For the most up-to-date list of grants and fellowships I have been awarded, see my list of Scholarships, Fellowships, and Awards. Additionally, you can read Press on these awards as well as how my work has reached broader academic and public audiences. Most recently I was awarded a research fellowship by the Graham Foundation for myContinue reading “Research Findings and Fellowships”
The history of cartography is often remembered as a legacy of white men. With “imperial eyes” (Pratt, 1992), cartographers granted power to largely northern white nation-states through borders and names with the stroke of a pen. From the age of exploration to mid-twentieth century redlining, maps have shaped people, places, histories, and our identities. Ultimately, maps visualizeContinue reading “Inspiration: Mapping Chicago from Below”
Trying to finish a syllabus is nearly impossible. To put the pen down means to admit that your course can never be comprehensive – never conclusive. And when it comes to teaching the history of food (even in the U.S.), it feels impossible to press print. But here’s to beginning complex discussions about food somewhere!Continue reading “Syllabus – Food Histories”
Happy Women’s History Month! Today we’re hitting the archives. Imagine a tip jar: Amelia Earhart’s Sour Cream Waffles versus Rosa Parks’s Peanut Butter Pancakes. Who’s the winner!? I feel a taste-test coming.
Today I decided to finally (after about 7 months of waiting) boil a bag of raw peanuts I bought while visiting family in Southern Georgia last summer. I currently live in Muncie, Indiana and nothing really comes close to quenching my thirst for these little tasty morsels. These ever so slightly salty hot pockets, when popped with your thumbs and forefingers at the seam, reveal two or three (four if you’re lucky) perfectly aligned and tightly nestled burgundy beans.
In my American Studies courses I ask students to construct a mind map with an accompanying essay reflecting back on the course. The assignment aims to secretly get students to think about a structural analysis of power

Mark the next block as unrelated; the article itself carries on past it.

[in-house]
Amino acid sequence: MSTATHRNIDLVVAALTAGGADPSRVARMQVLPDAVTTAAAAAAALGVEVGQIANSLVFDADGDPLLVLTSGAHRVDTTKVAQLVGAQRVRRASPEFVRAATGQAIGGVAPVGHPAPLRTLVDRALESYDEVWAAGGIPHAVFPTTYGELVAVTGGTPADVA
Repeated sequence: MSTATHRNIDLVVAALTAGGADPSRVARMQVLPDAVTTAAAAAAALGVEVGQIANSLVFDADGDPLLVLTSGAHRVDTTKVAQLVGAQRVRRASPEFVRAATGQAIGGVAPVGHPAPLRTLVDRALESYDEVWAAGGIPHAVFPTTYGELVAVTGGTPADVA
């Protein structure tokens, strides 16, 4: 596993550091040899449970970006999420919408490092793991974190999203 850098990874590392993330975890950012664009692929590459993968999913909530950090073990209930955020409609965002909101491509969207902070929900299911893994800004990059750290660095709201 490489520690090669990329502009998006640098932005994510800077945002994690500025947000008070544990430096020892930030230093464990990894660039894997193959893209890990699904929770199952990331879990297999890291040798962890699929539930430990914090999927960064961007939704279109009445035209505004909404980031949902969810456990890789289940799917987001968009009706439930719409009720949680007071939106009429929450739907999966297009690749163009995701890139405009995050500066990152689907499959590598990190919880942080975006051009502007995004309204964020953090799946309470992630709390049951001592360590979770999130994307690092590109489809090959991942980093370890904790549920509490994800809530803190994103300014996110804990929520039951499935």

I love coffee. I drink it everyday – all day. I like to dip my doughnuts in it. I like to sip it in small glasses from hipster coffee shops. I like it from Italian highway rest areas. I like coffee. It is sometimes difficult to communicate to other people what type of coffee youContinue reading “Coffee is simple”
Hannah Gregg at Buzzfeed has created a beautiful map and list of state-themed cocktails for when you’re doing some cross-country driving or listening to the vote count on election night. Keep in mind, these drinks are not the go-to for locals. For example, no one in Indiana is drinking “The Refined Janet Guthrie (Sweet Tea Vodka,Continue reading “American Cocktail Map”
I’m in the throes of organizing a course for the American Studies program at Purdue on food studies – a class exploring the connections between food, identity, and place. Today’s visual inspirations are maps I’ve found trying to embed certain recipes within US regions and cities. What could you add to these maps? How would yourContinue reading “Teaching Spotlight: Maps of American Food”
I’m in the process of creating a syllabus for a 200-level undergraduate course on unpacking the transnational roots of core American food ingredients, and in looking for a good image for the syllabus have discovered a beautiful array of US flags made of food. Now, for the Fourth of July, I’ve always loved to make aContinue reading “Eating America”